Inspector general finds EPA handled $11 million in FEMA funds appropriately, corrected issues found in previous investigations.
The Environmental Protection Agency sufficiently handled its over $11 million in disaster relief funding following Hurricane Harvey in 2017, according to a new inspector general report.
The EPA inspector general reported on Wednesday it “did not identify any significant issues in the EPA’s contracting, logistics or resource acquisition processes” following the Category 4 hurricane that hit primarily Texas and Louisiana in August 2017. “EPA effectively managed its Hurricane Harvey Disaster Relief Funding,” which it received through the Federal Emergency Management Agency, the report stated.
“EPA had corrected issues found in prior reports, had policies and procedures in place for emergency acquisition flexibilities to effectively manage Disaster Relief Funding received from FEMA, and adequately documented the support needed for the EPA’s Hurricane Harvey acquisitions,” the inspector general found. Additionally, EPA didn’t repeat problems related to “price reasonableness determinations and longer-than-necessary contract performance periods” identified in previous reports.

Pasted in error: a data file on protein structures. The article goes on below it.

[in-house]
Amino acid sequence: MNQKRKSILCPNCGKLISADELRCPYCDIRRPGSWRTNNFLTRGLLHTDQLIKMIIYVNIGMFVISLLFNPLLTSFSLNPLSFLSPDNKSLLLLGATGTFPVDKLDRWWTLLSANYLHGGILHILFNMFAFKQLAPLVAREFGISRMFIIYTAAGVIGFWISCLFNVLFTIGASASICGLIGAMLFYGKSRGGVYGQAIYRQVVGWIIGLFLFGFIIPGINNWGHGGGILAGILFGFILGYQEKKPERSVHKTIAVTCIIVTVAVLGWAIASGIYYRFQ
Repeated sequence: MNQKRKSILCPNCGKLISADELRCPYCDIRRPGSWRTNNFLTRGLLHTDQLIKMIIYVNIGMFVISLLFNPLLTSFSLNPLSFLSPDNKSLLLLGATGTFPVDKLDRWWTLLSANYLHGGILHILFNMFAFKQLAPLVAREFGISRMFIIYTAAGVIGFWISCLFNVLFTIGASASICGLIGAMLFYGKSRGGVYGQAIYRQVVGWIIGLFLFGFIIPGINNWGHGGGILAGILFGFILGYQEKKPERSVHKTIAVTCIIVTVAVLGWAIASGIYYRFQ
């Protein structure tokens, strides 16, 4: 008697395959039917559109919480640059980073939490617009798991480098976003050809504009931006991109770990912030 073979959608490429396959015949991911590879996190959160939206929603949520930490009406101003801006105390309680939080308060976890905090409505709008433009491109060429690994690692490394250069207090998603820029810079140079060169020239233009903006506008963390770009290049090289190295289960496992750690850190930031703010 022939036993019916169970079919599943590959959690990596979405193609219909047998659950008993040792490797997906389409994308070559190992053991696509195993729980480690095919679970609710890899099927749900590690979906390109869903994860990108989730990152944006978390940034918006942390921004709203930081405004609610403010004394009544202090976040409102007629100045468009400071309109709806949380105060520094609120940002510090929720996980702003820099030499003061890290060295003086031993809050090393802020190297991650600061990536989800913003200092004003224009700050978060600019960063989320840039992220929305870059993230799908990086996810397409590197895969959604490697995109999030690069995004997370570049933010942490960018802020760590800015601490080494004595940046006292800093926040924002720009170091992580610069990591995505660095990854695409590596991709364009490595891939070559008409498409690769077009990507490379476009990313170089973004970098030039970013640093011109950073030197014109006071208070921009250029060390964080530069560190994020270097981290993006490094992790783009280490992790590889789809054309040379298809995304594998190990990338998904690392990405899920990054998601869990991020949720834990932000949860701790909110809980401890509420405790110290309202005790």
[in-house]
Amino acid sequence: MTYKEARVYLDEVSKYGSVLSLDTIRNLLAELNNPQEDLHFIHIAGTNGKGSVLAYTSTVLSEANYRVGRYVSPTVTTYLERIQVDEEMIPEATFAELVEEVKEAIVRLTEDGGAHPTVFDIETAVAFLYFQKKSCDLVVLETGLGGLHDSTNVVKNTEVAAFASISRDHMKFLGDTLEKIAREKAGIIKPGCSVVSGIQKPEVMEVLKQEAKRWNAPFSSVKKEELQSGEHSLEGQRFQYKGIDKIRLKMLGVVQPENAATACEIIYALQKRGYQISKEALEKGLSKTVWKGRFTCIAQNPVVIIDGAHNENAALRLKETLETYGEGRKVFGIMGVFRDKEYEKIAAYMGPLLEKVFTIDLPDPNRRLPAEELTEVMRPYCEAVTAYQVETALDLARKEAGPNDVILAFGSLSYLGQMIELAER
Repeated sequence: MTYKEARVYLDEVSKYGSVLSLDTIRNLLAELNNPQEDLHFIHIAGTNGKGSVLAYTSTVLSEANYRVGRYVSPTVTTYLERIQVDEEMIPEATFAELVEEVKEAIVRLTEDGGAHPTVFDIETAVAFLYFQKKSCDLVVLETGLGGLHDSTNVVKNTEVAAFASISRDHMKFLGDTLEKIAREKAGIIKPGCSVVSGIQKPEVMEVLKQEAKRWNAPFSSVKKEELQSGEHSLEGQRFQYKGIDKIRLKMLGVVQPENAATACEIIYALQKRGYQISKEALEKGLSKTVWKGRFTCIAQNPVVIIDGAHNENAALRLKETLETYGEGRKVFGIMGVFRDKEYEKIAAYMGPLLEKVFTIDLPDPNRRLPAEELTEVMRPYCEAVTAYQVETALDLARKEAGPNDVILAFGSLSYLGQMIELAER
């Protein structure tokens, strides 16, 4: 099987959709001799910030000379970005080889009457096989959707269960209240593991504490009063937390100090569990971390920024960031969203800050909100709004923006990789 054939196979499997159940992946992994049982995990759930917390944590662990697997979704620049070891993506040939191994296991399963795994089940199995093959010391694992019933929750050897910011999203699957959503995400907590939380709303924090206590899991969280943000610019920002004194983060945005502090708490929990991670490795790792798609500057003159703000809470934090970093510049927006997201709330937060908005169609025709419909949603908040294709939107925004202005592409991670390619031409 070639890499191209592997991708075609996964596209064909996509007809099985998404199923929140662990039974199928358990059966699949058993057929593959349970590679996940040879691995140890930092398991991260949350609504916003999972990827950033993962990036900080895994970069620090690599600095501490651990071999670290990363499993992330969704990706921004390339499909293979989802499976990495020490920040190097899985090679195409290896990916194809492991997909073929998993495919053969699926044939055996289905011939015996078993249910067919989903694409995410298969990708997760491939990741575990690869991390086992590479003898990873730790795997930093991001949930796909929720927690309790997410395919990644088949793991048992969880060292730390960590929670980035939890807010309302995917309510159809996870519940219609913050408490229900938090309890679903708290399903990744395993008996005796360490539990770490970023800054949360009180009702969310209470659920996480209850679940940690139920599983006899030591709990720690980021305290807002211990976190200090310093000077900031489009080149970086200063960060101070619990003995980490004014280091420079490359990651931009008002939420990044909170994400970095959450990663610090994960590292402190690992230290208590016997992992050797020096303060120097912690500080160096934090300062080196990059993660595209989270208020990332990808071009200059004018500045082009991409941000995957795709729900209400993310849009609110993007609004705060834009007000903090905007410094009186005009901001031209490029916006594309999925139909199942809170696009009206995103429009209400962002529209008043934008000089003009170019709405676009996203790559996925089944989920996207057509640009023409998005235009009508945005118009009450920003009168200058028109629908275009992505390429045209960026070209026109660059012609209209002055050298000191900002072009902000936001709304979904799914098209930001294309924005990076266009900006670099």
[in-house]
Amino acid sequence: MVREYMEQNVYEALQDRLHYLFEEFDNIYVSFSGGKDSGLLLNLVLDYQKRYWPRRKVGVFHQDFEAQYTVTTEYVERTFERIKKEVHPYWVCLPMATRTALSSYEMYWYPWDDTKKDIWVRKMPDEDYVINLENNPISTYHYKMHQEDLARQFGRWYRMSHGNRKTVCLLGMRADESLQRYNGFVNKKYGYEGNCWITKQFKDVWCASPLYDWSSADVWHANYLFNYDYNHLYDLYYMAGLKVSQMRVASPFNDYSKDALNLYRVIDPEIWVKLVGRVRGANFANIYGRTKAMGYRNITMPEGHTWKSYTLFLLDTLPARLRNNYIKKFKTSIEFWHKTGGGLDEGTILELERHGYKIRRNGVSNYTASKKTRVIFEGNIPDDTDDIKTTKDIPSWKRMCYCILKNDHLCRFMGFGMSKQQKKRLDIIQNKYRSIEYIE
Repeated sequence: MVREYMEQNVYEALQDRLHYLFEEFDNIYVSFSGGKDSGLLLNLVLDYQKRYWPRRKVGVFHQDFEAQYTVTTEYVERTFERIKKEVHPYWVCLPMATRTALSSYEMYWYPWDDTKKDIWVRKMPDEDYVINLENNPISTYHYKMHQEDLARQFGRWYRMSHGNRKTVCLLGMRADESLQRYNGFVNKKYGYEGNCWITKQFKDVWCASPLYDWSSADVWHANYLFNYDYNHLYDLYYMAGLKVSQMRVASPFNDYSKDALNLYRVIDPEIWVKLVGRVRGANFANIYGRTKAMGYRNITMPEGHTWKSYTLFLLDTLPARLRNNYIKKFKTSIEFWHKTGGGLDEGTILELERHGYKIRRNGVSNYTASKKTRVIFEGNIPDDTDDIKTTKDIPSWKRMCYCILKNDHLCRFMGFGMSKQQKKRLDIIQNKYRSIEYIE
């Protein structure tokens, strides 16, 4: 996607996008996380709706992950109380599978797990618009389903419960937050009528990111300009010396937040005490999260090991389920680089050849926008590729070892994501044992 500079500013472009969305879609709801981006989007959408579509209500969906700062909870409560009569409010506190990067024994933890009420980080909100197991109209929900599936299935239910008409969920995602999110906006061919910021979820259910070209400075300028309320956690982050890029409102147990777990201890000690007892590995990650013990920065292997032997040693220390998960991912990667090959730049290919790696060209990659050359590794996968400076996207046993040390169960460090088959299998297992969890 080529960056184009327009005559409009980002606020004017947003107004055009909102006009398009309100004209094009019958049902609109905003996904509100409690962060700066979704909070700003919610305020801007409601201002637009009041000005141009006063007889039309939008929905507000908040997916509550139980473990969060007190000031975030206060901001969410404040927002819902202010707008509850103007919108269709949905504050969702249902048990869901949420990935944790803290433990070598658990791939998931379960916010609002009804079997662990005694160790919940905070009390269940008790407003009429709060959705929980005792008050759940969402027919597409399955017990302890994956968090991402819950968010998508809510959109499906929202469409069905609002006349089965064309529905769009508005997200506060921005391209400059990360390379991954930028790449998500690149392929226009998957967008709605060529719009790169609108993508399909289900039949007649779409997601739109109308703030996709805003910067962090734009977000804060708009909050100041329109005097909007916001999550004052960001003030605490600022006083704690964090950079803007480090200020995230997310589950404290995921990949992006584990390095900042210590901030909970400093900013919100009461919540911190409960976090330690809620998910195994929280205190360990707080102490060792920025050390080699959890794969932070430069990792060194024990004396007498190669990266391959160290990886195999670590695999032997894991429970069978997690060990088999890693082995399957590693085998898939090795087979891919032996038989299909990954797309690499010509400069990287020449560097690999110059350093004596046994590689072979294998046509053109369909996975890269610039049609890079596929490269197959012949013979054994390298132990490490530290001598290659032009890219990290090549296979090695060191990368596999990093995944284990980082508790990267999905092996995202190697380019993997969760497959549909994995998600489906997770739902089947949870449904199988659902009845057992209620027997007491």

Under the Stafford Act, FEMA is authorized to coordinate a governmentwide disaster recovery effort. Following Hurricane Harvey, FEMA tasked the EPA with the detection and clean up of hazardous wastes and materials. EPA’s response to Harvey lasted 35 days, which included 251 EPA staff members who completed 281 deployments (for a total of 3,585 staff days), according to the report.
The inspector general conducted this audit from September 2018 to June 2019; the watchdog interviewed EPA staff and reviewed relevant laws, regulations and procedures, among other things. As a result of the positive findings, the inspector general did not make any recommendations.